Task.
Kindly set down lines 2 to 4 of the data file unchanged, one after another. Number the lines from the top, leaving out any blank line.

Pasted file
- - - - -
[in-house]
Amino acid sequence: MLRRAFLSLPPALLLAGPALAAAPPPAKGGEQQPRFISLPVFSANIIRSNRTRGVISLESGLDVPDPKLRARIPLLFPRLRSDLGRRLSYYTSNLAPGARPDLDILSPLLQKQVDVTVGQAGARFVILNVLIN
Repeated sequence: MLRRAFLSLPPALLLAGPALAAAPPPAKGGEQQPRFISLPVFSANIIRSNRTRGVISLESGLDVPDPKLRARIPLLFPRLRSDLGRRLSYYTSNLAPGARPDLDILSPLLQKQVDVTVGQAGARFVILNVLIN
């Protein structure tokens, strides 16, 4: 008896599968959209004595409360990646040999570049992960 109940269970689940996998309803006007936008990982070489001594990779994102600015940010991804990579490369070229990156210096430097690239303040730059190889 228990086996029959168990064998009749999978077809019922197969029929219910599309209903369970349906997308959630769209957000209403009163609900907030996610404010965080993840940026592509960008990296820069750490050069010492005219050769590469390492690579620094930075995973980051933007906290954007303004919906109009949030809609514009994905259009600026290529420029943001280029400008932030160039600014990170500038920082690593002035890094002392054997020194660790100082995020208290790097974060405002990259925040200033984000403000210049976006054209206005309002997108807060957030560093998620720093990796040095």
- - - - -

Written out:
Amino acid sequence: MLRRAFLSLPPALLLAGPALAAAPPPAKGGEQQPRFISLPVFSANIIRSNRTRGVISLESGLDVPDPKLRARIPLLFPRLRSDLGRRLSYYTSNLAPGARPDLDILSPLLQKQVDVTVGQAGARFVILNVLIN
Repeated sequence: MLRRAFLSLPPALLLAGPALAAAPPPAKGGEQQPRFISLPVFSANIIRSNRTRGVISLESGLDVPDPKLRARIPLLFPRLRSDLGRRLSYYTSNLAPGARPDLDILSPLLQKQVDVTVGQAGARFVILNVLIN
């Protein structure tokens, strides 16, 4: 008896599968959209004595409360990646040999570049992960 109940269970689940996998309803006007936008990982070489001594990779994102600015940010991804990579490369070229990156210096430097690239303040730059190889 228990086996029959168990064998009749999978077809019922197969029929219910599309209903369970349906997308959630769209957000209403009163609900907030996610404010965080993840940026592509960008990296820069750490050069010492005219050769590469390492690579620094930075995973980051933007906290954007303004919906109009949030809609514009994905259009600026290529420029943001280029400008932030160039600014990170500038920082690593002035890094002392054997020194660790100082995020208290790097974060405002990259925040200033984000403000210049976006054209206005309002997108807060957030560093998620720093990796040095």